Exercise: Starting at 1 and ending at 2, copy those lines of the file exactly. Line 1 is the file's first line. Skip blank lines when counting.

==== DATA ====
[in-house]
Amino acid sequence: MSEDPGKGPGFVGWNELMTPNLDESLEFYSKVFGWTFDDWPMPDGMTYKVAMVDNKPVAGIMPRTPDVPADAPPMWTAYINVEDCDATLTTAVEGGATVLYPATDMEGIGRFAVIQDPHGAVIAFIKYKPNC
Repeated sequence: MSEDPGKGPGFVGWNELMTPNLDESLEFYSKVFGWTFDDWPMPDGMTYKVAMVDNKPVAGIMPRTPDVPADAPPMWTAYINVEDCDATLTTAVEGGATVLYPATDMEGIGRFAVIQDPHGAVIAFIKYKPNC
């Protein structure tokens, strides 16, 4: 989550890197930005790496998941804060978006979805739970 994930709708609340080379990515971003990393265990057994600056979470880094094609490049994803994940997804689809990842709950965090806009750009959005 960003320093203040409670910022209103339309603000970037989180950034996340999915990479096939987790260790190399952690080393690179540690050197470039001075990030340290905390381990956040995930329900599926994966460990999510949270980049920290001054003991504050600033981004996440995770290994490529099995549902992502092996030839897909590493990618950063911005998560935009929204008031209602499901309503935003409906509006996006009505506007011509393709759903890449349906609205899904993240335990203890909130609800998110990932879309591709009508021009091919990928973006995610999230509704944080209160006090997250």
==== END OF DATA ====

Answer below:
[in-house]
Amino acid sequence: MSEDPGKGPGFVGWNELMTPNLDESLEFYSKVFGWTFDDWPMPDGMTYKVAMVDNKPVAGIMPRTPDVPADAPPMWTAYINVEDCDATLTTAVEGGATVLYPATDMEGIGRFAVIQDPHGAVIAFIKYKPNC